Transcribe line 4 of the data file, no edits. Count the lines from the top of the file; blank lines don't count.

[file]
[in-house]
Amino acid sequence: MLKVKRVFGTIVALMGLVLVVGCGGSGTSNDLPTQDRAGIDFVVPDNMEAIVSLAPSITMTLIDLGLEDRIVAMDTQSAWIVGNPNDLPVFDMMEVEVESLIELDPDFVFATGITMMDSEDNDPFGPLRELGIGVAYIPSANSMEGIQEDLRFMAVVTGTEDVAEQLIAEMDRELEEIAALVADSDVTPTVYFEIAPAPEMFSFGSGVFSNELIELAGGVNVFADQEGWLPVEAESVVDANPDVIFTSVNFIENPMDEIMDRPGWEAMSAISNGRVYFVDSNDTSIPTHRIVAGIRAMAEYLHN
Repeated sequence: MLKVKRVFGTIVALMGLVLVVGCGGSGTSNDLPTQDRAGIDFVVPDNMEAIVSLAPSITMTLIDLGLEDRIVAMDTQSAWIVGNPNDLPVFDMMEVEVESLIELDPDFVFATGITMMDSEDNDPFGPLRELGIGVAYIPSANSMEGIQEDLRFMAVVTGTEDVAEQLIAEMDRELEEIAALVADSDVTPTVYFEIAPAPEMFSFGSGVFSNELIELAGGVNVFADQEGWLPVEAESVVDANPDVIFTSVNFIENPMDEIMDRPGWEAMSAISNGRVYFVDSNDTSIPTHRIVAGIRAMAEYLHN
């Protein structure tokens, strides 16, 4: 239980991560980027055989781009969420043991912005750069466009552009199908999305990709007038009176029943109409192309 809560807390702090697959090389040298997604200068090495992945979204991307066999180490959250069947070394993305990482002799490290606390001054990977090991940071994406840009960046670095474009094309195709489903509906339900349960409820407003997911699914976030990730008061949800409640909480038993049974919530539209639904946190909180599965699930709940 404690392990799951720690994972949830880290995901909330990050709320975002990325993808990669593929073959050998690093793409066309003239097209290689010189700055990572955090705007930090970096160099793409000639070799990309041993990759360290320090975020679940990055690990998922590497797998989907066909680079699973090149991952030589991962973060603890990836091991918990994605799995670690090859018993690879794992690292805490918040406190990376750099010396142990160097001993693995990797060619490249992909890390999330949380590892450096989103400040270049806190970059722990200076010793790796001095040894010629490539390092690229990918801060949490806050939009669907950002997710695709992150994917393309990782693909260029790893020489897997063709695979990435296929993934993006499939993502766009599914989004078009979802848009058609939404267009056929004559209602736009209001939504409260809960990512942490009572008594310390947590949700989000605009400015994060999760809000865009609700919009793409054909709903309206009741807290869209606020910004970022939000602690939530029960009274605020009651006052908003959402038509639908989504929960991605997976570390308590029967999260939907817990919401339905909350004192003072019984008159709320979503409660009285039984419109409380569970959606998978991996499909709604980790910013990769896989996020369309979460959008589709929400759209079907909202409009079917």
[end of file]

């Protein structure tokens, strides 16, 4: 239980991560980027055989781009969420043991912005750069466009552009199908999305990709007038009176029943109409192309 809560807390702090697959090389040298997604200068090495992945979204991307066999180490959250069947070394993305990482002799490290606390001054990977090991940071994406840009960046670095474009094309195709489903509906339900349960409820407003997911699914976030990730008061949800409640909480038993049974919530539209639904946190909180599965699930709940 404690392990799951720690994972949830880290995901909330990050709320975002990325993808990669593929073959050998690093793409066309003239097209290689010189700055990572955090705007930090970096160099793409000639070799990309041993990759360290320090975020679940990055690990998922590497797998989907066909680079699973090149991952030589991962973060603890990836091991918990994605799995670690090859018993690879794992690292805490918040406190990376750099010396142990160097001993693995990797060619490249992909890390999330949380590892450096989103400040270049806190970059722990200076010793790796001095040894010629490539390092690229990918801060949490806050939009669907950002997710695709992150994917393309990782693909260029790893020489897997063709695979990435296929993934993006499939993502766009599914989004078009979802848009058609939404267009056929004559209602736009209001939504409260809960990512942490009572008594310390947590949700989000605009400015994060999760809000865009609700919009793409054909709903309206009741807290869209606020910004970022939000602690939530029960009274605020009651006052908003959402038509639908989504929960991605997976570390308590029967999260939907817990919401339905909350004192003072019984008159709320979503409660009285039984419109409380569970959606998978991996499909709604980790910013990769896989996020369309979460959008589709929400759209079907909202409009079917």